Rice: The kind of people who enter are just readers. I mean there’ve been everything: there was a retired policeman, there was a City Manager from Pensacola, there’s a research assistant I think at the University of Minnesota, attorneys, housewives, house painters – almost everybody and his dog has entered the contest. That’s one of the heartening things about it for me, because like a lot of English teachers I continually bewail the contemporary state of literacy. Or maybe I should I say illiteracy, but the contest attracts people who are readers and who are interested in writing.
Price: The fact that they’re amateurs doesn’t mean they aren’t clever. Rice says since there are very few rules, it’s the entrants who set the tone. There are a variety of categories from adventure, to historical fiction, sci-fi, romance and even purple prose. One of the favorite categories in the contest is crime fiction, and a submission from the past shows what it takes to write an opening sentence that gets noticed…
Rice: “She slinked through my door wearing a dress that looked like it had been painted on. Not with good paint like Behr or Sherwin-Williams, but with that watered-down stuff that bubbles up right away if you don’t prime the surface before you slap it on, and just like that cheap paint the dress needed two more coats to cover her.”
Price: Rice says that when a writer starts with a metaphor like the paint in that entry, it sometimes gets away from the writer and develops a life of its own. Sometimes the sentence creates a little story all by itself, as was the case for the Grand Prize winning entry from the 2014 by Elizabeth Dorfman of Bainbridge Island, Washington…
Rice: She’s playing around with the cliché that we’re all familiar with. We know story after story where we have the intrepid leader, like Columbus, who knows better than his crew, and he has to deal with these people who are on the edge of mutiny but finally he is vindicated, and so forth. But, yeah, it says, “When the dead moose floated into view the famished crew cheered – this had to mean land! – but Captain Walgrove, flinty-eyed and clear headed thanks to the starvation cleanse in progress, gave fateful orders to remain on the original course and await the appearance of a second and confirming moose.”
Price: But entries don’t have to be long. Rice cites a couple from the past that were remarkably short and to the point…
Rice: One of my favorites is, “Edmund waited, then immediately waited again.” And then, “As a scientist, Throckmorton knew that if he were to ever break wind in the sound chamber, he would never hear the end of it.”
Price: Long or short, the entries take a lot of thought and work, but it’s worth it to gain the admiration of your fellow entrants and the public. The prize isn’t much these days, but an early winner got a priceless keepsake — from that famous beagle who wrote fiction on top of his dog house…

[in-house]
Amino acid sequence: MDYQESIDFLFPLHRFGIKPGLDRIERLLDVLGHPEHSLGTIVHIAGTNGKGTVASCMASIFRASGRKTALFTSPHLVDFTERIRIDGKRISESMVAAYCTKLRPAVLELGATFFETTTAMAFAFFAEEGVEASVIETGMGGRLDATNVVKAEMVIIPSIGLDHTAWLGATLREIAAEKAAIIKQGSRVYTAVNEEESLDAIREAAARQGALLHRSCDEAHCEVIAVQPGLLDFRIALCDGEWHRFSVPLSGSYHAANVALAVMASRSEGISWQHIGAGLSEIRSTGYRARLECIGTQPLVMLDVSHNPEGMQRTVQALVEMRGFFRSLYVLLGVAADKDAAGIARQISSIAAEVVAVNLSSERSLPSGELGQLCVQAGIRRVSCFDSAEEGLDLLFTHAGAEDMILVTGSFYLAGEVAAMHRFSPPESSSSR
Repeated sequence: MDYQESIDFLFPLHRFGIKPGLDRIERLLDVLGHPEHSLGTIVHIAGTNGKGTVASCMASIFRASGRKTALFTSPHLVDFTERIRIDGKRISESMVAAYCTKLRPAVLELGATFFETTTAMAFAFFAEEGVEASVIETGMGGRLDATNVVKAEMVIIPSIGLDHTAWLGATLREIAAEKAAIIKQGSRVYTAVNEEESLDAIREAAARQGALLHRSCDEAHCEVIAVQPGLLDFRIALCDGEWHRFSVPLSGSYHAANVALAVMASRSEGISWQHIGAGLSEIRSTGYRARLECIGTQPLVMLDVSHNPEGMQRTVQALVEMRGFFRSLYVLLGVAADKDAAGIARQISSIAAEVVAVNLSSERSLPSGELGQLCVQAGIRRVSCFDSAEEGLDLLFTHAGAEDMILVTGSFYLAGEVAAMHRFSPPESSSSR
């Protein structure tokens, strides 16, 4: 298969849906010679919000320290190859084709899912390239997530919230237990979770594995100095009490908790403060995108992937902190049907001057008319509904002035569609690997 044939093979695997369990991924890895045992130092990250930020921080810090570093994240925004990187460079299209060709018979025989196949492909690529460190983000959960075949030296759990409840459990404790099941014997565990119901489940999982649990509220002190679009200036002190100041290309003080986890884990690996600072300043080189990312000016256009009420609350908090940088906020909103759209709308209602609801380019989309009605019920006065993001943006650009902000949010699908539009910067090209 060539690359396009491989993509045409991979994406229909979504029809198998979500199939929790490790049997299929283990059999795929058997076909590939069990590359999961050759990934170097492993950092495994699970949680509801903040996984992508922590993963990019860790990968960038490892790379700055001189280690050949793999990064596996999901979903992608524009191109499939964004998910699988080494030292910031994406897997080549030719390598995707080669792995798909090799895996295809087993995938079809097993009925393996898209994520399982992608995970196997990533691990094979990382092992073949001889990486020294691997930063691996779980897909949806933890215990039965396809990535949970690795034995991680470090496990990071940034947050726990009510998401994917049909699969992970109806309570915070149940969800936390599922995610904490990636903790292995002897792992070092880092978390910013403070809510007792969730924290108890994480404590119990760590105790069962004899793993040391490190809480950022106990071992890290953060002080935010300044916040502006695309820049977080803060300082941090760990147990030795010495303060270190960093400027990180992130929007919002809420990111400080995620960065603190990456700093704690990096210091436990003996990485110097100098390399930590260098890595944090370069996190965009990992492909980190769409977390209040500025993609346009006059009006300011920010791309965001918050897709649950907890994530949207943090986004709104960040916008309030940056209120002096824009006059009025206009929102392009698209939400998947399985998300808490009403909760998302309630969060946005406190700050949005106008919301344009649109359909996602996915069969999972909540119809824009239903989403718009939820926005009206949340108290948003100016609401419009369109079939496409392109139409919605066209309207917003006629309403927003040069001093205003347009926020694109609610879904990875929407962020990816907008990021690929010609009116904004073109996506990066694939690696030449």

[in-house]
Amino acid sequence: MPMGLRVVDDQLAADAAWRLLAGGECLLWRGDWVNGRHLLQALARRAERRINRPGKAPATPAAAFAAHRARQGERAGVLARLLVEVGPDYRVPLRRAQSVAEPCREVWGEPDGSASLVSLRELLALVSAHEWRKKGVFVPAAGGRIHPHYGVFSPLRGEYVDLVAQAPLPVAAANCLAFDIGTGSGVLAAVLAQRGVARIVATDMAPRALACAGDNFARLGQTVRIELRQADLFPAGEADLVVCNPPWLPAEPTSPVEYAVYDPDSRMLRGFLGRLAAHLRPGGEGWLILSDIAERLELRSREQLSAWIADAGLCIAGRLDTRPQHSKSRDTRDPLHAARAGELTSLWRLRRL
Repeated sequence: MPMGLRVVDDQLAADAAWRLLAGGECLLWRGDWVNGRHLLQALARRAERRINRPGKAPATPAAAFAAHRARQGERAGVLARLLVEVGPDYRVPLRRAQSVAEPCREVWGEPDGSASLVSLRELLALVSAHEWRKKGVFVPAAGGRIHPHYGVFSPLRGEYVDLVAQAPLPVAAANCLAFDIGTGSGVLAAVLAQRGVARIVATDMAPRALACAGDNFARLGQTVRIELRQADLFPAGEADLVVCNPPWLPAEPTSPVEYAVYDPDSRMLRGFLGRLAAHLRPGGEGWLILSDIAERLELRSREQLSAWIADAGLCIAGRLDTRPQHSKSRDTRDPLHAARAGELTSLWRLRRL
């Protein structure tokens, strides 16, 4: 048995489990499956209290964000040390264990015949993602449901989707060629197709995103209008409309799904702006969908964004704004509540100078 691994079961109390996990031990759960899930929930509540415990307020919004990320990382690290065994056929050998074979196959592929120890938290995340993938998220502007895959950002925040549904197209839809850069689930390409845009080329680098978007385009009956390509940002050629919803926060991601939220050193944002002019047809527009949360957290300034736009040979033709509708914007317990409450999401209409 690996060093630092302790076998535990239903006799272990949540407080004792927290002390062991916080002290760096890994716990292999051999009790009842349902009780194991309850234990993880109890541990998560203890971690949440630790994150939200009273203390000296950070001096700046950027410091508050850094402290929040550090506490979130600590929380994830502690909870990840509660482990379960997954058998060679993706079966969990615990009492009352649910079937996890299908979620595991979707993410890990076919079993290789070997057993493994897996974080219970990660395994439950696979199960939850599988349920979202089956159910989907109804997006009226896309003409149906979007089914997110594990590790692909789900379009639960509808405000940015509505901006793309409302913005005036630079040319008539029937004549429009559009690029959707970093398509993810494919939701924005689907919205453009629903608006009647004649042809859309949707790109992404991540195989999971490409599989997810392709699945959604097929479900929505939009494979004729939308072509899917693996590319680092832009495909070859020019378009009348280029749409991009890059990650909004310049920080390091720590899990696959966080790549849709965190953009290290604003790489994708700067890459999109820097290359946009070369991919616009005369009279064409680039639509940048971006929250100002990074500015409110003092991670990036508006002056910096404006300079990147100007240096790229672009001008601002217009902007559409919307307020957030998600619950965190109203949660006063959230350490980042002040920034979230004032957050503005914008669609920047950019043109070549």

Rice: For years, you know, Snoopy would be on top of his dog house with a typewriter and he’d be writing a novel, and he’d always start out, “It was a dark and stormy night.” The first year of the contest I actually got on the phone and up to Santa Rosa where Charles Schulz was still alive and talked to him through his secretary. And he never heard where the line came from, but he did donate an original cartoon panel, Snoopy cartoon panel, and that was what the first-year’s winner Gail Cane received. Since then they’ve received something less grandiose. In keeping with the general bignatude of the contest, the winner receives and pittance, and the pittance amounts to $250.
Price: Edward Bulwer-Lytton still has descendants in England. How do they view the contest that pokes fun at their ancestor?
Rice: I went in 2003 for the bicentennial of Bulwer-Lytton’s birth. I went to Knebworth House just north of London and I met Harry (Henry Lytton-) Cobbold who is his direct descendant and I participated in a program there. They were very kind. And later on I went up to Lytton British Columbia, which is named after Bulwer-Lytton, and I debated the merits of Bulwer-Lytton with Harry Cobbold. They’re really pleased with the contest because it’s drawn attention to their ancestor.
Price: The Bulwer-Lytton contest is accepting entries now, and there are some requirements about sending them in. The deadline for entries is April 15th…or is it?
Rice: That’s the mythical deadline because I always say that’s the date for which Americans traditionally make up bad stories. But the real deadline is sometime in June. Then I release the results in July. I’ve got my panel of undistinguished judges I call them. Most of them are friends who were there at the beginning of the contest and then winners, recent winners of the contest also judge. And that enables me to keep in touch with the winners by email, and so I’ve got some serious pen pals, email pen pals because of the contest.
Price: Rice says the contest is all about fun and witty writing, but he hopes that it also opens the public up to a different type of writing than we’re used to these days…
Rice: Today’s readers, I think, are somewhat impatient, and they’re somewhat reluctant to pick up a long novel. They’re impatient with long sentences. It’s a wonder that Faulkner was as popular as he was, ‘cause he wrote sentences that were hundreds of words long, hundreds and hundreds of words long. I used to teach him in class and have fun looking at some of those. But by-and-large today’s readers are rather impatient and they want to tick off another book and then get off and then read another book and run up their list of accomplishments.
Price: Rice also suggests that when you pick up a novel by Dickens or Bulwer-Lytton, you try reading a few paragraphs or pages aloud, the way the Victorians often did. He says that that writing was meant to be heard, and an oral reading can magnify the language and make the story that much more enjoyable. Scott Rice invites listeners to visit the Bulwer-Lytton Fiction Contest website, and try their hand at writing that opening sentence. You can find it at b-u-l-w-e-r-dash-l-y-t-t-o-n.com. You can find out more about all of our guests on our site at Viewpoints online.net. I’m Gary Price.